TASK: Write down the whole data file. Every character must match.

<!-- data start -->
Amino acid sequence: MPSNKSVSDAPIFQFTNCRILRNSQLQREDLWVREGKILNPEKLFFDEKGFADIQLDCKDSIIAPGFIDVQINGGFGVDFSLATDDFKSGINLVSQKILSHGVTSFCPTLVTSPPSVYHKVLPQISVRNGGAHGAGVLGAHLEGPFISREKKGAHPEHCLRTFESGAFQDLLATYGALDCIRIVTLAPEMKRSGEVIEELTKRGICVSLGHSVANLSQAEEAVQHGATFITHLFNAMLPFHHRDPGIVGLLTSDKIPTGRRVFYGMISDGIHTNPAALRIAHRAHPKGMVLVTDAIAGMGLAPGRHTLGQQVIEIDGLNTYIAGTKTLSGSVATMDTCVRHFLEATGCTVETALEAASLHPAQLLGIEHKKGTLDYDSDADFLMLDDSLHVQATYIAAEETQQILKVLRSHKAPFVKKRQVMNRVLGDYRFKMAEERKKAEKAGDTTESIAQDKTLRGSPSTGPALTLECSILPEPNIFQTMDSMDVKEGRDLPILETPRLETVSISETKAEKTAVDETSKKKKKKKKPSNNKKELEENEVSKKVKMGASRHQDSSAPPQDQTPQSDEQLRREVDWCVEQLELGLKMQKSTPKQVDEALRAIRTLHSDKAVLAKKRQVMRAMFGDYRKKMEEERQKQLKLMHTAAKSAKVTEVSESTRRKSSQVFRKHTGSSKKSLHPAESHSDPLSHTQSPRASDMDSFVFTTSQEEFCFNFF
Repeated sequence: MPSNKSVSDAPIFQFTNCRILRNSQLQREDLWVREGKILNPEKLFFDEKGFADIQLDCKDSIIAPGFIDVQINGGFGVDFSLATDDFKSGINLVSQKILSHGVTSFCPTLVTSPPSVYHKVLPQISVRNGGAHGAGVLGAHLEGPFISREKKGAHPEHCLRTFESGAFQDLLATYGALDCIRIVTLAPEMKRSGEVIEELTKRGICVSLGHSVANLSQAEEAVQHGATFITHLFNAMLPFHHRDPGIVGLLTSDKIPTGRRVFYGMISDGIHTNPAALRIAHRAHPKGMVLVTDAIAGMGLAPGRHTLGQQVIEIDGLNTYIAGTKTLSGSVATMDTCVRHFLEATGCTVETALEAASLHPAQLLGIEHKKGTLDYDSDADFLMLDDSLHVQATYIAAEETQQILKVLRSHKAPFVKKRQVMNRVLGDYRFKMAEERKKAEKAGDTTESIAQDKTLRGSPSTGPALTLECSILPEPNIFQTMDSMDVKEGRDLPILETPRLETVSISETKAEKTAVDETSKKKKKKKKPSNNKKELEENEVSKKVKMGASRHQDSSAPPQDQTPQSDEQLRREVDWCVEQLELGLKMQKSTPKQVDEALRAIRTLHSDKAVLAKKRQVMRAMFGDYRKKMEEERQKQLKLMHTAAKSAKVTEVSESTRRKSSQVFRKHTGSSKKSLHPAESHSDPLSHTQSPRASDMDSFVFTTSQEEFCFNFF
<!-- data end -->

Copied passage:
Amino acid sequence: MPSNKSVSDAPIFQFTNCRILRNSQLQREDLWVREGKILNPEKLFFDEKGFADIQLDCKDSIIAPGFIDVQINGGFGVDFSLATDDFKSGINLVSQKILSHGVTSFCPTLVTSPPSVYHKVLPQISVRNGGAHGAGVLGAHLEGPFISREKKGAHPEHCLRTFESGAFQDLLATYGALDCIRIVTLAPEMKRSGEVIEELTKRGICVSLGHSVANLSQAEEAVQHGATFITHLFNAMLPFHHRDPGIVGLLTSDKIPTGRRVFYGMISDGIHTNPAALRIAHRAHPKGMVLVTDAIAGMGLAPGRHTLGQQVIEIDGLNTYIAGTKTLSGSVATMDTCVRHFLEATGCTVETALEAASLHPAQLLGIEHKKGTLDYDSDADFLMLDDSLHVQATYIAAEETQQILKVLRSHKAPFVKKRQVMNRVLGDYRFKMAEERKKAEKAGDTTESIAQDKTLRGSPSTGPALTLECSILPEPNIFQTMDSMDVKEGRDLPILETPRLETVSISETKAEKTAVDETSKKKKKKKKPSNNKKELEENEVSKKVKMGASRHQDSSAPPQDQTPQSDEQLRREVDWCVEQLELGLKMQKSTPKQVDEALRAIRTLHSDKAVLAKKRQVMRAMFGDYRKKMEEERQKQLKLMHTAAKSAKVTEVSESTRRKSSQVFRKHTGSSKKSLHPAESHSDPLSHTQSPRASDMDSFVFTTSQEEFCFNFF
Repeated sequence: MPSNKSVSDAPIFQFTNCRILRNSQLQREDLWVREGKILNPEKLFFDEKGFADIQLDCKDSIIAPGFIDVQINGGFGVDFSLATDDFKSGINLVSQKILSHGVTSFCPTLVTSPPSVYHKVLPQISVRNGGAHGAGVLGAHLEGPFISREKKGAHPEHCLRTFESGAFQDLLATYGALDCIRIVTLAPEMKRSGEVIEELTKRGICVSLGHSVANLSQAEEAVQHGATFITHLFNAMLPFHHRDPGIVGLLTSDKIPTGRRVFYGMISDGIHTNPAALRIAHRAHPKGMVLVTDAIAGMGLAPGRHTLGQQVIEIDGLNTYIAGTKTLSGSVATMDTCVRHFLEATGCTVETALEAASLHPAQLLGIEHKKGTLDYDSDADFLMLDDSLHVQATYIAAEETQQILKVLRSHKAPFVKKRQVMNRVLGDYRFKMAEERKKAEKAGDTTESIAQDKTLRGSPSTGPALTLECSILPEPNIFQTMDSMDVKEGRDLPILETPRLETVSISETKAEKTAVDETSKKKKKKKKPSNNKKELEENEVSKKVKMGASRHQDSSAPPQDQTPQSDEQLRREVDWCVEQLELGLKMQKSTPKQVDEALRAIRTLHSDKAVLAKKRQVMRAMFGDYRKKMEEERQKQLKLMHTAAKSAKVTEVSESTRRKSSQVFRKHTGSSKKSLHPAESHSDPLSHTQSPRASDMDSFVFTTSQEEFCFNFF